The U.S. Supreme Court passed the newest version of President Donald Trump‘s travel ban. On Monday afternoon, seven of the nine justices lifted injunctions imposed by lower courts against the president’s third executive order barring travelers from Chad, Iran, Libya, North Korea, Syria, Venezuela, Somalia and Yemen. Justices Ruth Bader Ginsburg and Sonia Sotomayor both dissented.
Though lower court rulings had exempted foreigners with family, business, or educational ties to the U.S., the Supreme Court’s decision allows the executive branch t0 implement the ban in its entirety. As challengers mount a defense while climbing the legal system, Trump’s ban will temporarily go into effect. Challenges in Maryland (brought by the International Refugee Assistance Project) and Hawaii (helmed by a federal judge) will go before the appeals court this week.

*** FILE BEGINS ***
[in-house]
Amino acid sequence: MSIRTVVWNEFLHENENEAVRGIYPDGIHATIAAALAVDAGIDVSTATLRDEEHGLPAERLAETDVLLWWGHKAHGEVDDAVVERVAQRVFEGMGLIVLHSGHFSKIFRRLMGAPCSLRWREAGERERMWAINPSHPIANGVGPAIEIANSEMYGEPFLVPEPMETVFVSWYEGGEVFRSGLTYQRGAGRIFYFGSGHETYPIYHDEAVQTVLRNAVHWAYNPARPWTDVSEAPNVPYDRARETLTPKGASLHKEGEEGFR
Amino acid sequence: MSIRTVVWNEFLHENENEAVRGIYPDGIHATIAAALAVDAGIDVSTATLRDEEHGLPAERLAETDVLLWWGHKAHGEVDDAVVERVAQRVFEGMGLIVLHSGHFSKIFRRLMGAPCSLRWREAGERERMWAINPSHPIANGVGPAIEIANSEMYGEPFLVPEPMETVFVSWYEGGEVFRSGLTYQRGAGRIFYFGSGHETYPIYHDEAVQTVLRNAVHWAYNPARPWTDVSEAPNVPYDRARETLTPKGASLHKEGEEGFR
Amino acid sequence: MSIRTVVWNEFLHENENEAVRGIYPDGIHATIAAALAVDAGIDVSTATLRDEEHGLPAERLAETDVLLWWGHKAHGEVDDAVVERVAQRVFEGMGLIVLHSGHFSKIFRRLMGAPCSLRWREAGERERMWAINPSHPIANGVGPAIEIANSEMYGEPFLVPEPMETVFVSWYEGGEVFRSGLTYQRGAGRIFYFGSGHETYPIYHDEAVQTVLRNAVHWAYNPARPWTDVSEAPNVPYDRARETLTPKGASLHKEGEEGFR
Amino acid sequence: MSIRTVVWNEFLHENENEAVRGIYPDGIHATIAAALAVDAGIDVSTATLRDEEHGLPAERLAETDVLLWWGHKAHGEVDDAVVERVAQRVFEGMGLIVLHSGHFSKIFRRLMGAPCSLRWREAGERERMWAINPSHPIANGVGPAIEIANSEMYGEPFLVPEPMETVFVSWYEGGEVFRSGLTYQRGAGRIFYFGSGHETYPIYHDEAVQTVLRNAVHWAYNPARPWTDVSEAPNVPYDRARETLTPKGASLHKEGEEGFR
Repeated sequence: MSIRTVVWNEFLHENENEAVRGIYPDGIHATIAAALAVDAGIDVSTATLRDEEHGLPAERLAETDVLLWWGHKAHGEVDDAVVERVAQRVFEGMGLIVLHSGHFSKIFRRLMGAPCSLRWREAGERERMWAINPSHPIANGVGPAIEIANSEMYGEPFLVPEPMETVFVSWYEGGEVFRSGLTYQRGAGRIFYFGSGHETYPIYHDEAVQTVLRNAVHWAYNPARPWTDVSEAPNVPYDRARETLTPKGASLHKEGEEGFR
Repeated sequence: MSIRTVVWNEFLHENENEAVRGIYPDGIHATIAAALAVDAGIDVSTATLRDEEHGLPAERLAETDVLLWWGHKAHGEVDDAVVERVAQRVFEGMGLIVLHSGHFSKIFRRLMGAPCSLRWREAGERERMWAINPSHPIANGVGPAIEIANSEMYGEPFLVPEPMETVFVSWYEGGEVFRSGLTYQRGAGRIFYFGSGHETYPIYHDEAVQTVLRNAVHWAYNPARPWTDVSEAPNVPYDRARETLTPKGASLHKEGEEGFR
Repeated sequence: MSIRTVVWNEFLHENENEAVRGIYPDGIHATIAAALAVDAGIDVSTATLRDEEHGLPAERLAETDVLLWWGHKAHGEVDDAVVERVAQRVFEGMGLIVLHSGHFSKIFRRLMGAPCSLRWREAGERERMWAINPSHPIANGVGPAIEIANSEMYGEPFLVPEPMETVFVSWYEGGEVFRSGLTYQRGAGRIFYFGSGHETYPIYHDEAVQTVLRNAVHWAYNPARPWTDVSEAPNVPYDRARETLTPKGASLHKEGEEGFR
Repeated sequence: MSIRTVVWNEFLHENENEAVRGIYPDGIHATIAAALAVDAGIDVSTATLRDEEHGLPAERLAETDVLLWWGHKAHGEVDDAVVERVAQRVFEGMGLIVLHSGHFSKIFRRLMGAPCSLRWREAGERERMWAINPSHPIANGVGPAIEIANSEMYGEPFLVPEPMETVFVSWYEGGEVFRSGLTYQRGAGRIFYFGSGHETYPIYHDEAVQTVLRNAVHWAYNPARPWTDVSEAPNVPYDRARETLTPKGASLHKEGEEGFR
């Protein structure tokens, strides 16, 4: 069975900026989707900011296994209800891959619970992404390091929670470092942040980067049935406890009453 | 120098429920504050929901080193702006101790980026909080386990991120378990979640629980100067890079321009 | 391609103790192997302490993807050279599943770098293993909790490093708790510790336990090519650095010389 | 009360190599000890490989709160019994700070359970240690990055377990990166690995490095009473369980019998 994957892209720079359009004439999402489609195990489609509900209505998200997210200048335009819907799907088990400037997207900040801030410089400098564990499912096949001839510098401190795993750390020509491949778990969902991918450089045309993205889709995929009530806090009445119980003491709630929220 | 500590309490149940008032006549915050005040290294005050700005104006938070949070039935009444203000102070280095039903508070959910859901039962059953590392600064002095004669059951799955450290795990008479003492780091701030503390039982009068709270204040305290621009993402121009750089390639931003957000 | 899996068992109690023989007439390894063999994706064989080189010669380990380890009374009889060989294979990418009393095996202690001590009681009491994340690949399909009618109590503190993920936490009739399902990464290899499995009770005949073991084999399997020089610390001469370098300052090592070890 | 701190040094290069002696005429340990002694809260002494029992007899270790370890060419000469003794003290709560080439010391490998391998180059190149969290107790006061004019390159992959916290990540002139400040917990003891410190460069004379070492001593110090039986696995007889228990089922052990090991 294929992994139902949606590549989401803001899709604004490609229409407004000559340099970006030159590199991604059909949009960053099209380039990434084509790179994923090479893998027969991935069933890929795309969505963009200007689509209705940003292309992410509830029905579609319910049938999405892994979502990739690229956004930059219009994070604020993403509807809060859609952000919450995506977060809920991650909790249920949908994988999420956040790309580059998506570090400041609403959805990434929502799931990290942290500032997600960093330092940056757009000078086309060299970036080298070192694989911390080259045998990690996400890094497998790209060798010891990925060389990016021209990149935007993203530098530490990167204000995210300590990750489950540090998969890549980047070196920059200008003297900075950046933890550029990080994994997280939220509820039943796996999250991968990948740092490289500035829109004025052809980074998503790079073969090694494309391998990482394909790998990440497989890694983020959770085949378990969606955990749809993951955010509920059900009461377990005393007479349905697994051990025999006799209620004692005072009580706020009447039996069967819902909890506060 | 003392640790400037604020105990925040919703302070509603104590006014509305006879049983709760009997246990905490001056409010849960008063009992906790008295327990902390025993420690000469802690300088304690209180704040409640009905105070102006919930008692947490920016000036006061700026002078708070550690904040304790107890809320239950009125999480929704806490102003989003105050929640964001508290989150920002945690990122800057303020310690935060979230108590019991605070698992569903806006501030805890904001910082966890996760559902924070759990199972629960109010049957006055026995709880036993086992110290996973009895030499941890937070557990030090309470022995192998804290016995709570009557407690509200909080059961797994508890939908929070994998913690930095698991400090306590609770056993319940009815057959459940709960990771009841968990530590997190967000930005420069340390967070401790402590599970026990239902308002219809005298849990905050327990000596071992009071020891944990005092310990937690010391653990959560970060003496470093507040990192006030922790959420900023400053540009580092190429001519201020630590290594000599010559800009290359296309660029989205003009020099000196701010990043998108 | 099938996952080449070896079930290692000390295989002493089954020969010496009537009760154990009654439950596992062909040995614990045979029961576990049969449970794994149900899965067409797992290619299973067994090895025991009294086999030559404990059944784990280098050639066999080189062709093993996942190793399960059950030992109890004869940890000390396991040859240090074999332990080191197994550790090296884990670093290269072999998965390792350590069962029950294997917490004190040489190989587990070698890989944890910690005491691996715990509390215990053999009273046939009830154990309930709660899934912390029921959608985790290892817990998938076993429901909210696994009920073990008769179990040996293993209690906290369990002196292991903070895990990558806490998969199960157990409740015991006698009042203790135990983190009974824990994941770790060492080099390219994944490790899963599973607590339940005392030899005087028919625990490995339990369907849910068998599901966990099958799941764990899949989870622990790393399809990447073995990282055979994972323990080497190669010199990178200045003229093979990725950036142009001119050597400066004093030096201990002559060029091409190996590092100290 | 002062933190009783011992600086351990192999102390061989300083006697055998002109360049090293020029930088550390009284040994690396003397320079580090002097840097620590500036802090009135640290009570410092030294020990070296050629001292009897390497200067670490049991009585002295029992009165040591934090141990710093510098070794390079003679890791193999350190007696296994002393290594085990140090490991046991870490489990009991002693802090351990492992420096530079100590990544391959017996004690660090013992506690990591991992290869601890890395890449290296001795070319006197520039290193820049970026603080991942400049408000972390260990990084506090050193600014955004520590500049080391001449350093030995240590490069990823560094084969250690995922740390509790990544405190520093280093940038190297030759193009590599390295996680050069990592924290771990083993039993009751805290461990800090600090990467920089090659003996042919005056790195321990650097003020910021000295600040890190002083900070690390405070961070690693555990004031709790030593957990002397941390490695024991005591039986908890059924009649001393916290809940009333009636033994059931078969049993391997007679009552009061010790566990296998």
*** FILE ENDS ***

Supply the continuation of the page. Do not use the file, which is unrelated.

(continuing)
“The Constitution and acts of Congress confer on the President broad authority to prevent aliens abroad from entering this country when he deems it in the nation’s interest,” Solicitor General Noel Francisco argued in regards to the president’s ability to bar entry into the U.S.
The travel ban is shaping into a larger Supreme Court battle over the scope of the executive branch. Coupled with the White House’s recent entanglements over the Consumer Financial Protection Bureau, a game of tug-of-war shifts between the various factions of government, greased by the president’s appointment picks to agency and branch alike.